In developed nations across the world, the lower middle class is a sub-division of the greater middle class. Universally the term refers to the group of middle class households or individuals who have not attained the status of the upper middle class associated with the higher realms of the middle class, hence the name.
1 United States
2 See also 3 References
Main article: American middle class
In American society, the middle class may be divided into two or three
sub-groups. When divided into two parts, the lower middle class, also
sometimes simply referred to as "middle class", consists of roughly
one third of households, roughly twice as large as the upper middle or
managerial class. Common occupation fields are semi-professionals,
such as lower-level managers, small business owners and skilled
craftsmen. These individuals commonly have some college education or
Academic class models
Dennis Gilbert, 2002 William Thompson & Joseph Hickey, 2005 Leonard Beeghley, 2004
Class Typical characteristics Class Typical characteristics Class Typical characteristics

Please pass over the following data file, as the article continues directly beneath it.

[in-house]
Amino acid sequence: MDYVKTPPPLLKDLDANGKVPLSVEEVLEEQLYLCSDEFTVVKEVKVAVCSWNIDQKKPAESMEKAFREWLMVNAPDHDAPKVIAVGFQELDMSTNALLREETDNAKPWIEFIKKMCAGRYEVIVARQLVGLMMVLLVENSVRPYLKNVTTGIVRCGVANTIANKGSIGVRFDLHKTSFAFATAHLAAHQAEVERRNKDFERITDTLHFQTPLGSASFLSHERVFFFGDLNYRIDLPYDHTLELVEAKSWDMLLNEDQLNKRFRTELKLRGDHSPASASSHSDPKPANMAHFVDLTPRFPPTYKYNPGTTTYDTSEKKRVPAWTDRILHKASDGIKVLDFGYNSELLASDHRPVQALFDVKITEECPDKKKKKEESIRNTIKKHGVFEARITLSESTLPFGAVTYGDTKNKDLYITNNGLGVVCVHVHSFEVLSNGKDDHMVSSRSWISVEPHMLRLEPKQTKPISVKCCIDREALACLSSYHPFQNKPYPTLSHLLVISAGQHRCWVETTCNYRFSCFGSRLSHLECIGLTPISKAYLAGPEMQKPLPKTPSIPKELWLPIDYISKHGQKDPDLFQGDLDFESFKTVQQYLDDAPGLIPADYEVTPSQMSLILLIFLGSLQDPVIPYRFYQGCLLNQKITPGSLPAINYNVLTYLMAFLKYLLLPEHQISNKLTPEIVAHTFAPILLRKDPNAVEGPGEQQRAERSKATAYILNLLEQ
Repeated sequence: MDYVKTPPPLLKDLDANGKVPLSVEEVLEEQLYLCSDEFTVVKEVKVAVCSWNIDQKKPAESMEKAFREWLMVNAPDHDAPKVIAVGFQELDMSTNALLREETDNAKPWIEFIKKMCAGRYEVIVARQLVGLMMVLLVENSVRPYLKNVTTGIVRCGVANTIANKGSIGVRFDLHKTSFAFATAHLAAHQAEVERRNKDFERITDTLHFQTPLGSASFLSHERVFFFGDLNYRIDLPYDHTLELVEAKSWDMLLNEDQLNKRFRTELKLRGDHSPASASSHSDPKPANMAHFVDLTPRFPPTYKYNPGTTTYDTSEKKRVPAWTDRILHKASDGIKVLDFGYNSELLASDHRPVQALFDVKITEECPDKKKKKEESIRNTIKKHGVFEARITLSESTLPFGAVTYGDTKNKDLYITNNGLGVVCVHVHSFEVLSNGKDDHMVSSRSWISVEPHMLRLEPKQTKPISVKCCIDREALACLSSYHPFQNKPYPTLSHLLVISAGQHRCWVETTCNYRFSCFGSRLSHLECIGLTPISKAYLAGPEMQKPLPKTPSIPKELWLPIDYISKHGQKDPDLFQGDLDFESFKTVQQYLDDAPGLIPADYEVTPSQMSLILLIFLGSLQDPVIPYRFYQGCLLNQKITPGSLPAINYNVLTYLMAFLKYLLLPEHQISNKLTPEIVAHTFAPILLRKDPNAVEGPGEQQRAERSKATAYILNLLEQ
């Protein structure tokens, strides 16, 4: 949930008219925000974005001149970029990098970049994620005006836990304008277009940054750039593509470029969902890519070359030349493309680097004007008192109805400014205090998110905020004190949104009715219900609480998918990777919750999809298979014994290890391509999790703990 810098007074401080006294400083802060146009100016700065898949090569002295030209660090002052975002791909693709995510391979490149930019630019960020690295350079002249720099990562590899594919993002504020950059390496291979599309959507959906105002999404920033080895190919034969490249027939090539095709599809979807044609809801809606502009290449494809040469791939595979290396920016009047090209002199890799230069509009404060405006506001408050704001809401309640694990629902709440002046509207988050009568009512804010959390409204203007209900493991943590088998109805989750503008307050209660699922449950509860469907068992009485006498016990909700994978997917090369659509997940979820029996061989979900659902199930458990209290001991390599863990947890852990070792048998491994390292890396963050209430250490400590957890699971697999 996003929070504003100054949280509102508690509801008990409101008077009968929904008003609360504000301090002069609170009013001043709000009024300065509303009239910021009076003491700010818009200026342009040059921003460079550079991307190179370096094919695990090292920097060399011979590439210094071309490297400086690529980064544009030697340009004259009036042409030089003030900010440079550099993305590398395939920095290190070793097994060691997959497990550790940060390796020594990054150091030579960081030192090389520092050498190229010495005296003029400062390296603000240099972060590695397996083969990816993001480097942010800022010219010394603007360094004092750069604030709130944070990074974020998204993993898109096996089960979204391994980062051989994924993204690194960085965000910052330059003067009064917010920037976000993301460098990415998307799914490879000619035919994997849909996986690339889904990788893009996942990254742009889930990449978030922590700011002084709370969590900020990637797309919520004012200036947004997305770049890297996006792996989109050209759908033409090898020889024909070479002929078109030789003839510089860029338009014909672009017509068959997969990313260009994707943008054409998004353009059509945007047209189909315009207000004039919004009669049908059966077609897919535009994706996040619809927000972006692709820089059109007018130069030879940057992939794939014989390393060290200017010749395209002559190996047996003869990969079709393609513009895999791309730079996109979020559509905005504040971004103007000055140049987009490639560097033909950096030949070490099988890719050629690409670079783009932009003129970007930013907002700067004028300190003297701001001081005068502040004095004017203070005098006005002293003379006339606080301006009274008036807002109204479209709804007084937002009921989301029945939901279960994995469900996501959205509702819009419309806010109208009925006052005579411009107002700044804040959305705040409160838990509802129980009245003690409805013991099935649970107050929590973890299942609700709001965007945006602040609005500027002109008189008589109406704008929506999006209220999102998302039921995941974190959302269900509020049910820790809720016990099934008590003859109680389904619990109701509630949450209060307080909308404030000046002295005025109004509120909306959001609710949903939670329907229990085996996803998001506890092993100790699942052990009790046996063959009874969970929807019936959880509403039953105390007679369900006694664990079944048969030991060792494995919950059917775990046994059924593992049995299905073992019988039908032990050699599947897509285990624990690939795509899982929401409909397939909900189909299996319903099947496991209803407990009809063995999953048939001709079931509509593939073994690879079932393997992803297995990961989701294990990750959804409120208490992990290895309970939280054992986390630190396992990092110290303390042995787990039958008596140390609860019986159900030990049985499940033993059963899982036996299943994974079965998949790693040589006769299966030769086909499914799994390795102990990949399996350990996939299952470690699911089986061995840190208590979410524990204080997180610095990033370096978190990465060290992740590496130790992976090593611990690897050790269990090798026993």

Capitalist class (1%)
Top-level executives, high-rung politicians, heirs. Ivy League
Upper middle class (15%) Highly-educated (often with graduate degrees), most commonly salaried, professionals and middle management with large work autonomy. Upper middle class (15%) Highly-educated (often with graduate degrees) professionals & managers with household incomes varying from the high 5-figure range to commonly above $100,000. The rich (5%) Households with net worth of $1 million or more; largely in the form of home equity. Generally have college degrees.
Middle class (plurality/ majority?; ca. 46%) College-educated workers with considerably higher-than-average incomes and compensation; a man making $57,000 and a woman making $40,000 may be typical.
Lower middle class (30%) Semi-professionals and craftsmen with a roughly average standard of living. Most have some college education and are white-collar. Lower middle class (32%) Semi-professionals and craftsmen with some work autonomy; household incomes commonly range from $35,000 to $75,000. Typically, some college education.
Lower class (ca. 14–20%) Those who occupy poorly-paid positions or rely on government transfers. Some high school education.
References: Gilbert, D. (2002) The American Class Structure: In An Age of Growing Inequality. Belmont, CA: Wadsworth, ISBN 0534541100. (see also Gilbert Model); Thompson, W. & Hickey, J. (2005). Society in Focus. Boston, MA: Pearson, Allyn & Bacon; Beeghley, L. (2004). The Structure of Social Stratification in the United States. Boston, MA: Pearson, Allyn & Bacon. 1 The upper middle class may also be referred to as "Professional class" Ehrenreich, B. (1989). The Inner Life of the Middle Class. NY, NY: Harper-Collins.
Usage in popular culture
The lower-middle class is frequently portrayed in television and film.
Notable examples include Malcolm in the Middle, 2point4 children, The
Middle class Underclass Upper class Upper middle class Working class